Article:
How to Add Commas Between a List of Items Dynamically with CSS

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Dave Seidman on

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Imagine you have a list of items. Say, fruit: Banana, Apple, Orange, Pear, Nectarine

We could put those commas (,) in the HTML, but let’s look at how we could do that in CSS instead, giving us an extra level of control. We’ll make sure that last item doesn’t have a comma while we’re at it.

I needed this for a real project recently, and part of the requirements were that any of the items in the list could be hidden/revealed via JavaScript. The commas needed to work correctly no matter which items were currently shown.

One solution I found rather elegant solution is using general sibling combinator. We’ll get to that in a minute. Let’s start with some example HTML. Say you start out with a list of fruits:

<ul class="fruits">
  <li class="fruit on">Banana</li>
  <li class="fruit on">Apple</li>
  <li class="fruit on">Orange</li>
  <li class="fruit on">Pear</li>
  <li class="fruit on">Nectarine</li>
</ul>

And some basic CSS to make them appear in a list:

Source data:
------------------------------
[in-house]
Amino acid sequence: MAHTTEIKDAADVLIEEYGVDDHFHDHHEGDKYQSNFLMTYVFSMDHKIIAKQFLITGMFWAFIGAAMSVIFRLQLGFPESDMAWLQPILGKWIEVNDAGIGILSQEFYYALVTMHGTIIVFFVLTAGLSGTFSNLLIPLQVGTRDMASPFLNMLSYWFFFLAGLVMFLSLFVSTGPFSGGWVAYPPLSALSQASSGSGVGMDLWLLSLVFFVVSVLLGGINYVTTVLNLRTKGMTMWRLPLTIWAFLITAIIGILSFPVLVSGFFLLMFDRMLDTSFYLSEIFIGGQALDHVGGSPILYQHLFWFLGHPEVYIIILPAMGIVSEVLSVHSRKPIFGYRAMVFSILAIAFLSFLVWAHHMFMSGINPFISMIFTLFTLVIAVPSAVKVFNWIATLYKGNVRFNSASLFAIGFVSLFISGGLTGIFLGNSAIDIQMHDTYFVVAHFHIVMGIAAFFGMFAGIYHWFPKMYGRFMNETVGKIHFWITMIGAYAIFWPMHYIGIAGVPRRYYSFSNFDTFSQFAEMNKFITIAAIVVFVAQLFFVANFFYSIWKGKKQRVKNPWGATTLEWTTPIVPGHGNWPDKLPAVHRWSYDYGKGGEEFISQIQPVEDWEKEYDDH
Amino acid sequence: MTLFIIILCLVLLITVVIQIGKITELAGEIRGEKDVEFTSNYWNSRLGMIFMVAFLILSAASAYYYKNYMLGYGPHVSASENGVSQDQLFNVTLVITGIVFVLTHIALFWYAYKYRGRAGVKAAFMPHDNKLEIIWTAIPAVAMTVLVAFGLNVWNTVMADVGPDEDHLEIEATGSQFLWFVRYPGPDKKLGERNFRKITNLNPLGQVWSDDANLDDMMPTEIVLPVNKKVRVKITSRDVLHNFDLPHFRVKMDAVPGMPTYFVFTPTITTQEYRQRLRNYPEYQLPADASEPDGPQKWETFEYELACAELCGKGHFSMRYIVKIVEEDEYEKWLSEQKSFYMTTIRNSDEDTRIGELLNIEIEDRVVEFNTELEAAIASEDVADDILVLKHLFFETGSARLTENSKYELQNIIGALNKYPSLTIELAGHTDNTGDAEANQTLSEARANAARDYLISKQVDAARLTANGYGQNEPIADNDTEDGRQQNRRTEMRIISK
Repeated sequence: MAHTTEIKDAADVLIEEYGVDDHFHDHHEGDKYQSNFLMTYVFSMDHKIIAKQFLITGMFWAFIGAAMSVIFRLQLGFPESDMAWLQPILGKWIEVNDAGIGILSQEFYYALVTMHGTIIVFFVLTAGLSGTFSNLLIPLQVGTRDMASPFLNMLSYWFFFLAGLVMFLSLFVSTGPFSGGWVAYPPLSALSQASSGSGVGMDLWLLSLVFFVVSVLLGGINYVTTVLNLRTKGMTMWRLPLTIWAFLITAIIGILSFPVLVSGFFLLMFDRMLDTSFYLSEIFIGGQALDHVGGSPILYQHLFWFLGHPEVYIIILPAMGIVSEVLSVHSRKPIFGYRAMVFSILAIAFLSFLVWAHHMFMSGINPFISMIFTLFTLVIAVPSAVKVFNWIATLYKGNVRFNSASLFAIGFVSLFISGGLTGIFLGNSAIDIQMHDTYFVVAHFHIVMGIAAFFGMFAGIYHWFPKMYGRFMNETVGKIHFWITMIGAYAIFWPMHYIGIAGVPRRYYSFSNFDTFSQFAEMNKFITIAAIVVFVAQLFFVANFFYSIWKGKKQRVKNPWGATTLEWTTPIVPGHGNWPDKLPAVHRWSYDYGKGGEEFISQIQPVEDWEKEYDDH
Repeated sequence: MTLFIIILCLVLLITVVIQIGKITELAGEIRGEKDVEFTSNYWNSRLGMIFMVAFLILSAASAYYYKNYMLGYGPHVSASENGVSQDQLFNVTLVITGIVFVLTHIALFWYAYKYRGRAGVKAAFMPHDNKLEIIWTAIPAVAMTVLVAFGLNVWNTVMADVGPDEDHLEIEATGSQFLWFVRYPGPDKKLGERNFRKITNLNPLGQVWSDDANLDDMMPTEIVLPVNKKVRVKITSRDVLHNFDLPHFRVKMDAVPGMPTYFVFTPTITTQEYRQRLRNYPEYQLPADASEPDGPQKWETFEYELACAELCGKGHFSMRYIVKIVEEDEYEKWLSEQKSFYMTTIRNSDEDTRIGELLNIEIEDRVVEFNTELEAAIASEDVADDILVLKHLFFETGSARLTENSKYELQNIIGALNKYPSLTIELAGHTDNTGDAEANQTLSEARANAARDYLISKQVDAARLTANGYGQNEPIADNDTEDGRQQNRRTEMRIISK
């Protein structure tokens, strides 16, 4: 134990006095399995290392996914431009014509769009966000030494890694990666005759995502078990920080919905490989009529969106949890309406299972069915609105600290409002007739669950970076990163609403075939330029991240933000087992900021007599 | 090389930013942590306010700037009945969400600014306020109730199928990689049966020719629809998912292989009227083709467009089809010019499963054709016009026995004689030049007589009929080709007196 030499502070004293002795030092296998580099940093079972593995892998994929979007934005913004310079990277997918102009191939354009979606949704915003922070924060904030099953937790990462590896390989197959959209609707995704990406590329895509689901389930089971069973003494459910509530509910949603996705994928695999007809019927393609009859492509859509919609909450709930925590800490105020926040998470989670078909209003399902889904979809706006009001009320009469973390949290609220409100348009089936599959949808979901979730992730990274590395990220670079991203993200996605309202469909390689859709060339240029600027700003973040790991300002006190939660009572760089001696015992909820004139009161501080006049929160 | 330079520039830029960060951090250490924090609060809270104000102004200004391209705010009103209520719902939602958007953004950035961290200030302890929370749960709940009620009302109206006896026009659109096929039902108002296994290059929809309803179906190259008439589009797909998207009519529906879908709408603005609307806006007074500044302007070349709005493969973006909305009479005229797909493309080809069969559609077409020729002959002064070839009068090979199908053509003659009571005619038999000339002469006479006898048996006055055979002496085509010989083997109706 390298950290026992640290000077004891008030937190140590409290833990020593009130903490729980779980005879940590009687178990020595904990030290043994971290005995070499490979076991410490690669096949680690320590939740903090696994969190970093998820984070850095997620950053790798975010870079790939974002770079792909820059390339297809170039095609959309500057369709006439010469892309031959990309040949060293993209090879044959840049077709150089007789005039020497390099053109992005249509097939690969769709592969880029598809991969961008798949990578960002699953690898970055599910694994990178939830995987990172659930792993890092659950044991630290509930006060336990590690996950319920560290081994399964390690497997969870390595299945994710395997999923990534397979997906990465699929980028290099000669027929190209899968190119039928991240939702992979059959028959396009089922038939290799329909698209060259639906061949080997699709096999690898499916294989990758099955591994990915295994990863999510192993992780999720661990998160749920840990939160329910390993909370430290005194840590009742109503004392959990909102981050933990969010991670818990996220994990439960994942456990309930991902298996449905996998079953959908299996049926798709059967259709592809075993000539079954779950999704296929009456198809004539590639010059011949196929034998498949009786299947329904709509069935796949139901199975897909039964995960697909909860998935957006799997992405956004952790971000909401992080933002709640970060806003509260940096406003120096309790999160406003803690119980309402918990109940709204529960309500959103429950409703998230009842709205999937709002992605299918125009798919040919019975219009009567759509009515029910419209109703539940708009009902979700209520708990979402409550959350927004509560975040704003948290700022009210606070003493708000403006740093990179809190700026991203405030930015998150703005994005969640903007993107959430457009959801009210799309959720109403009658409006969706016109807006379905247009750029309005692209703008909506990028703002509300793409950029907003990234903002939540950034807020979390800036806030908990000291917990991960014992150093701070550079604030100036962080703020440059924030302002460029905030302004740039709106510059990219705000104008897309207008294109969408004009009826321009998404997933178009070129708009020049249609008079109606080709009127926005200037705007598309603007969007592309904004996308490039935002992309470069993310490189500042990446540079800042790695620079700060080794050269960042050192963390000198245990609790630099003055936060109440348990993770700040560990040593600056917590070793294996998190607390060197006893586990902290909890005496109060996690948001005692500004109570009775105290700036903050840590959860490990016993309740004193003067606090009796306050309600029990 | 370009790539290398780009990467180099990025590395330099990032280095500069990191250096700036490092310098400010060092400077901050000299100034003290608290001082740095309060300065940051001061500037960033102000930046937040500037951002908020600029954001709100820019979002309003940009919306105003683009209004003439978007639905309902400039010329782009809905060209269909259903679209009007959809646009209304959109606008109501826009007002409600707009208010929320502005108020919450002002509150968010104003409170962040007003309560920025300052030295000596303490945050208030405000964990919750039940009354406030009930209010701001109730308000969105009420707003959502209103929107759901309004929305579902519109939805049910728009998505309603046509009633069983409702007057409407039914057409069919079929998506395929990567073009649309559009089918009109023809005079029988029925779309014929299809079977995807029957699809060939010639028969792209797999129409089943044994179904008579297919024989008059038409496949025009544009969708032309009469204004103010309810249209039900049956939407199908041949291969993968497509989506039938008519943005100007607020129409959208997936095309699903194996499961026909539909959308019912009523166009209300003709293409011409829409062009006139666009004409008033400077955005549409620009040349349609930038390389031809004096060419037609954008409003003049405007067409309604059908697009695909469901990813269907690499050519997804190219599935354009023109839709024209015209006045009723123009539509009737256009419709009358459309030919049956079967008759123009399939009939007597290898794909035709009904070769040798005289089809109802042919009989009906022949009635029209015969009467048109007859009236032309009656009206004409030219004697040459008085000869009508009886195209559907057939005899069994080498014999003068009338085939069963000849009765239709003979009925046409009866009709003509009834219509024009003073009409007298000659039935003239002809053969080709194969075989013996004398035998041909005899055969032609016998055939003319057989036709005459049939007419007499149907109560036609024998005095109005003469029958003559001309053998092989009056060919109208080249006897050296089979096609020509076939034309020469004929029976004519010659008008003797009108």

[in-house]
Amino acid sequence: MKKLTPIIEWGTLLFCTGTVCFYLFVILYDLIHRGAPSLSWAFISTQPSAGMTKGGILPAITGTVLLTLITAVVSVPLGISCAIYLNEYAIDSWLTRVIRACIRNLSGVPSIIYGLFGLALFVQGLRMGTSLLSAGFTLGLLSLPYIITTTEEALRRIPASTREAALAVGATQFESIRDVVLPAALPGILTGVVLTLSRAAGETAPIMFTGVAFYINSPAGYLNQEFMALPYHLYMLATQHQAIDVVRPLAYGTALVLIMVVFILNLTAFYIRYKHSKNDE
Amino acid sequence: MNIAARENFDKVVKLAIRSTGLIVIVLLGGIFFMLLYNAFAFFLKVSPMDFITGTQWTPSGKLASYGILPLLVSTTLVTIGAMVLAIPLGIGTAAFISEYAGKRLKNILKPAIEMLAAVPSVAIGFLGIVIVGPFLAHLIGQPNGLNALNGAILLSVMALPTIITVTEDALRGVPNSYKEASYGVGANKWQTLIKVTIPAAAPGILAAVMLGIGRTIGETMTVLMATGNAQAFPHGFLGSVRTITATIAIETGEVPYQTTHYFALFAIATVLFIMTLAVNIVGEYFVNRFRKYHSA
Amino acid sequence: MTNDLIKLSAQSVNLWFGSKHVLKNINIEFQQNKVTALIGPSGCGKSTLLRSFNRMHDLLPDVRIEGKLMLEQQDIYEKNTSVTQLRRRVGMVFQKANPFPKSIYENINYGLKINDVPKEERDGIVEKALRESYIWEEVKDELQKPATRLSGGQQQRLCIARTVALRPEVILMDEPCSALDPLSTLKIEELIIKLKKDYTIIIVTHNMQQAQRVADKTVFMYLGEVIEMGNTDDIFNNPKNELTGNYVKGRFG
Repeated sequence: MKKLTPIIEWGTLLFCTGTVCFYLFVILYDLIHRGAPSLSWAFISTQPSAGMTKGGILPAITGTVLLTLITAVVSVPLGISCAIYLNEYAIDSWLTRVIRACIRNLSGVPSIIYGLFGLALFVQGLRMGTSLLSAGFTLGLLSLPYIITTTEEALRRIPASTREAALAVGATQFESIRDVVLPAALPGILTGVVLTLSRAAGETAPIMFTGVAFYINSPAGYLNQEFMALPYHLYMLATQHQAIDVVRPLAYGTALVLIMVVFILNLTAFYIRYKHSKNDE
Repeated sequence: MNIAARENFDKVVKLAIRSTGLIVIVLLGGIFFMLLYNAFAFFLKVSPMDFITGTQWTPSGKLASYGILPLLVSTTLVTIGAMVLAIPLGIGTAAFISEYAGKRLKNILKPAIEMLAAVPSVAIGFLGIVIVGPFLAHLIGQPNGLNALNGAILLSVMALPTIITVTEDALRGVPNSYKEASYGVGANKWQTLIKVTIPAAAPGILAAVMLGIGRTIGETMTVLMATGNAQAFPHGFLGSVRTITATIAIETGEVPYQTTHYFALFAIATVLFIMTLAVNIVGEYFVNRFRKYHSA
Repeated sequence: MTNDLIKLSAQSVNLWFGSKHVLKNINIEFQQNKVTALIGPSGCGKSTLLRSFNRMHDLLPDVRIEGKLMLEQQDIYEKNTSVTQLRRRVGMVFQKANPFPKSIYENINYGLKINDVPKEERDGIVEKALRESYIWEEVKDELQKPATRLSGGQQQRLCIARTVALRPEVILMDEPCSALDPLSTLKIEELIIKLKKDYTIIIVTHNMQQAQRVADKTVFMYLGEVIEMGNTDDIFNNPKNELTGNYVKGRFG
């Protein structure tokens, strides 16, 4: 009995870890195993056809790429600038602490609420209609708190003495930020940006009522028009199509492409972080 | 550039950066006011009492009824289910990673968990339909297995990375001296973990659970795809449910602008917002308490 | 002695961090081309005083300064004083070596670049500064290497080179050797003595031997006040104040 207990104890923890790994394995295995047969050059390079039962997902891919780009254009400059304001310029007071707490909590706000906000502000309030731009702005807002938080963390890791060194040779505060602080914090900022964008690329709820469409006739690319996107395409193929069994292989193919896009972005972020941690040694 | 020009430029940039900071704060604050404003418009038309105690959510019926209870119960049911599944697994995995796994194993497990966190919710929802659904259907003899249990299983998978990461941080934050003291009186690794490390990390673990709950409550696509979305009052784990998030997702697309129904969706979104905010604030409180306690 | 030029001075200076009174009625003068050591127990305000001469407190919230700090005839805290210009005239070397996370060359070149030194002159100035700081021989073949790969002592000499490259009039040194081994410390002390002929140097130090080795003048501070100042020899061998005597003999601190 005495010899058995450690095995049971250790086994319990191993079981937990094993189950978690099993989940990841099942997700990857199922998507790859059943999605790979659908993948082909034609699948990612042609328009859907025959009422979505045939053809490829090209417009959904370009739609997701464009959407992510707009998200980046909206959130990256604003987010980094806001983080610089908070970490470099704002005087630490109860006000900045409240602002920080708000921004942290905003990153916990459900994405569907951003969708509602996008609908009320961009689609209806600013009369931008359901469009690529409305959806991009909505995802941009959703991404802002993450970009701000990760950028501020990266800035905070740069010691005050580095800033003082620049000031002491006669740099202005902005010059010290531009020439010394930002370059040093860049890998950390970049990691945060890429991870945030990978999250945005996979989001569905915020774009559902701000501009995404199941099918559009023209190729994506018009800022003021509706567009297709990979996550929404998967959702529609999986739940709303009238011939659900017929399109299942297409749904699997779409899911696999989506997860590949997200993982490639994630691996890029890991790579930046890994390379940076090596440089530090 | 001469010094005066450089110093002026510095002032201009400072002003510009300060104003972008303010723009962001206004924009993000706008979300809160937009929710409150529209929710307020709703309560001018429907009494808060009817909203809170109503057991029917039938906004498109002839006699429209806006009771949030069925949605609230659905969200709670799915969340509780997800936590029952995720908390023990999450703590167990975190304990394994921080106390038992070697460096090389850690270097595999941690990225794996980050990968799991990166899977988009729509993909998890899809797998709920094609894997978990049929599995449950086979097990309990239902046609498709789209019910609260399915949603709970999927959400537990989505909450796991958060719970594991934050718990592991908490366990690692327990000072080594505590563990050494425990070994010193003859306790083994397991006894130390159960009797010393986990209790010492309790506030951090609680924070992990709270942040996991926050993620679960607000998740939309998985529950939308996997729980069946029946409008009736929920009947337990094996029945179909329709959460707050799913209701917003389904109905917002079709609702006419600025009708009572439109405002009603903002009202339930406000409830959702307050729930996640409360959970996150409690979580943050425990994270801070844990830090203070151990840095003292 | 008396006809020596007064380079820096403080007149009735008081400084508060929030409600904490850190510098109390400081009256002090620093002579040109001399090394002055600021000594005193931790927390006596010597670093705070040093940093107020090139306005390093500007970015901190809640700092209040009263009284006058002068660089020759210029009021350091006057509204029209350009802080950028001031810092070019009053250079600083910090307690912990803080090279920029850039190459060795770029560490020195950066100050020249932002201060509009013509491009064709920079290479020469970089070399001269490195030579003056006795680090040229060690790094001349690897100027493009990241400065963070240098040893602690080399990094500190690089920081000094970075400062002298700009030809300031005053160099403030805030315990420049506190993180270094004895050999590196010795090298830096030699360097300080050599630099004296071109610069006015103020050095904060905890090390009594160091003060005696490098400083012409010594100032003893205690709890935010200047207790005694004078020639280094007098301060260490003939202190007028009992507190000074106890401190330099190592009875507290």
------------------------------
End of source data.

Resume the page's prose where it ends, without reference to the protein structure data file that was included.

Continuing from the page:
.fruits {
  display: flex;
  padding-inline-start: 0;
  list-style: none;
}

.fruit {
  display: none; /* hidden by default */
} 
.fruit.on { /* JavaScript-added class to reveal list items */
  display: inline-block;
}

Now say things happen inside this interface, like a user toggles controls that filter out all fruits that grow in cold climates. Now a different set of fruits is shown, so the fruit.on class is manipulated with the classList API.

So far, our HTML and CSS would create a list like this:

BananaOrangeNectarine

Now we can reach for that general sibling combinator to apply a comma-and-space between any two on elements:

.fruit.on ~ .fruit.on::before {
  content: ', '; 
}

Nice!

You might be thinking: why not just apply commas to all the list items and remove it from the last with something like :last-child or :last-of-type. The trouble with that is the last child might be “off” at any given time. So what we really want is the last item that is “on,” which isn’t easily possible in CSS, since there is nothing like “last of class” available. Hence, the general sibling combinator trick!

In the UI, I used max-width instead of display and toggled that between 0 and a reasonable maximum value so that I could use transitions to push items on and off more naturally, making it easier for the user to see which items are being added or removed from the list. You can add the same effect to the pseudo-element as well to make it super smooth.

Here’s a demo with a couple of examples that are both slight variations. The fruits example uses a hidden class instead of on, and the veggies example has the animations. SCSS is also used here for the nesting:

I hope this helps others looking for something similar!